The Before Columbus Foundation has announced the winners of its thirty-third annual American Book Awards. The prizes are given for outstanding books of any genre that encompass themes of American diversity.

The winners are: Annia Ciezadlo for Day of Honey: A Memoir of Food, Love, and War (Free Press); Arlene Kim for What Have You Done to Our Ears to Make Us Hear Echoes? (Milkweed Editions); Ed Bok Lee for Whorled (Coffee House Press); Adilifu Nama for Super Black: American Pop Culture and Black Superheroes (University of Texas Press); Rob Nixon for Slow Violence and the Environmentalism of the Poor (Harvard University Press); Shann Ray for American Masculine (Graywolf Press); Alice Rearden for her translation Our Nelson Island Stories (University of Washington Press); Touré for Who’s Afraid of Post-Blackness? What It Means to Be Black Now (Free Press); Amy Waldman for The Submission (Farrar, Straus and Giroux); Mary Winegarden for The Translator’s Sister (Mayapple Press); and Kevin Young for Ardency: A Chronicle of the Amistad Rebels (Knopf).

Eugene B. Redmond, the poet laureate of East St. Louis, Illinois, received the Lifetime Achievement Award. The award follows his first American Book Award, which he received in 1993 for his poetry collection The Eye in the Ceiling (Harlem River Press). An emeritus professor of English and founding editor of Drumvoices Revue at Southern Illinois University in Edwardsville, Redmond has written seven books of poetry and one book of nonfiction, and his work has appeared in over a dozen magazines and anthologies.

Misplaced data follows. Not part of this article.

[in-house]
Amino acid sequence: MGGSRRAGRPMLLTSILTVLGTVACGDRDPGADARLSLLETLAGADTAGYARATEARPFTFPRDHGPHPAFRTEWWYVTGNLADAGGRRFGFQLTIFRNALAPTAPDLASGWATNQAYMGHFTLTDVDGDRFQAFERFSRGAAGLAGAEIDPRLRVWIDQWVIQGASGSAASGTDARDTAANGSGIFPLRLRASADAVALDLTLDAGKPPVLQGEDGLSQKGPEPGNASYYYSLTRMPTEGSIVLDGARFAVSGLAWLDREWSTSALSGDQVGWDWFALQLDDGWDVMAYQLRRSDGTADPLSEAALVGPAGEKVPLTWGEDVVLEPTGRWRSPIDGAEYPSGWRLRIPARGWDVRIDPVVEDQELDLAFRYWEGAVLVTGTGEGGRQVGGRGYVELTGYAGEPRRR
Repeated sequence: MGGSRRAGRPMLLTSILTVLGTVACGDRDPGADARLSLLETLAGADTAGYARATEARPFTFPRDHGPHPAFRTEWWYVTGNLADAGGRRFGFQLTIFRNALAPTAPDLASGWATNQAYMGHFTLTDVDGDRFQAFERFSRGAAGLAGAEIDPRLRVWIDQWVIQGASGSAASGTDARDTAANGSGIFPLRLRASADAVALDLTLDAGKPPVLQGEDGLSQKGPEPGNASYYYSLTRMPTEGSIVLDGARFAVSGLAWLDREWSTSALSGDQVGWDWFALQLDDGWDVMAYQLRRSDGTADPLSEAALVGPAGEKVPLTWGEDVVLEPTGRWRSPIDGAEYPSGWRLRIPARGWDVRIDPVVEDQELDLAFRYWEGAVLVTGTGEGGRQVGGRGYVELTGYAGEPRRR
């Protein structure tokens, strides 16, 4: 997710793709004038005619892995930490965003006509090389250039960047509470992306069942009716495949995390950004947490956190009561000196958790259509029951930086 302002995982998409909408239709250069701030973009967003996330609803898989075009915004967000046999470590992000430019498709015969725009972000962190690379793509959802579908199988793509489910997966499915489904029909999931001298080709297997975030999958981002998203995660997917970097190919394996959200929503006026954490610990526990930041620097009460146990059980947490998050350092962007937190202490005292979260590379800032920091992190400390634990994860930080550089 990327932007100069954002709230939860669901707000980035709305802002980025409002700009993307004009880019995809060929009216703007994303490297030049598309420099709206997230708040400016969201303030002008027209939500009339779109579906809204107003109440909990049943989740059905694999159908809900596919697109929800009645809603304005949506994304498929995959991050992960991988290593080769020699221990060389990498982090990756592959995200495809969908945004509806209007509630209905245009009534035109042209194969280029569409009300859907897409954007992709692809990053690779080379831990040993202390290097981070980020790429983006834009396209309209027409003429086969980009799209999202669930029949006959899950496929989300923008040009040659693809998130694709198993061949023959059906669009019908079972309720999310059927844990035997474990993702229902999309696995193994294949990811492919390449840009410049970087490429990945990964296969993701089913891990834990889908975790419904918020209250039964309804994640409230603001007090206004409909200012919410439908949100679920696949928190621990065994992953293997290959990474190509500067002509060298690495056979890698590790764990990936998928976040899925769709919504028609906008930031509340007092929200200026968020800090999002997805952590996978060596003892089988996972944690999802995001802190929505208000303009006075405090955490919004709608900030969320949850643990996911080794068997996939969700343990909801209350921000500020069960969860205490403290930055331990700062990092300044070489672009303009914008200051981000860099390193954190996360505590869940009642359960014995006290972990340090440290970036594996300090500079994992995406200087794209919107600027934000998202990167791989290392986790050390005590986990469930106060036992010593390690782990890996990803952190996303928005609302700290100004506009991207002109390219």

The American Book Awards, established to “recognize outstanding literary achievement from the entire spectrum of America's diverse literary community,” have been given annually since 1978 to emerging and established writers, for books published in the previous year. Winners are nominated and selected by a panel of writers, editors, and publishers.

Founded in 1976, the Oakland, California-based Before Columbus Foundation is a nonprofit organization dedicated to the promotion of contemporary American multicultural literature. “Recognizing literary excellence demands a panoramic perspective,” states the organization’s mission. “American literature is not one tradition but all traditions. From those who have been here for thousands of years to the most recent immigrants, we are all contributing to American culture. We are all being translated into a new language.”

The winners will be recognized on Sunday, October 7 at the University of California in Berkeley. The submission deadline for the 2013 American Book Awards is December 31. For complete guidelines and more information on the awards, visit the Before Columbus Foundation website. 

Brendan Constantine, September’s Writer in Residence, was born in 1967 and named after Irish playwright Brendan Behan. An ardent supporter of Southern California’s poetry communities, he is one of the region’s most recognized authors. He is currently poet-in-residence at the Windward School and regularly conducts workshops in hospitals, foster homes, and with the Art of Elysium. His latest collections of poetry are Birthday Girl With Possum (2011 Write Bloody Publishing) and Calamity Joe (2012 Red Hen Press). He lives in Hollywood, California, at Bela Lugosi’s last address.

Brendan Constantine at HillsidesHow do you do? Brendan Constantine here with my last blog as “writer in residence” for P&W. Thanks for visiting with me today.

A while ago, I came across this comment in response to an L.A. Daily News article about efforts to appoint L.A.’s first poet laureate: “The economy is in shambles, people are looking for work and the city wants to hire a poet? This is the most absurd thing I have ever heard of! I am so glad that I moved away from Los Angeles!”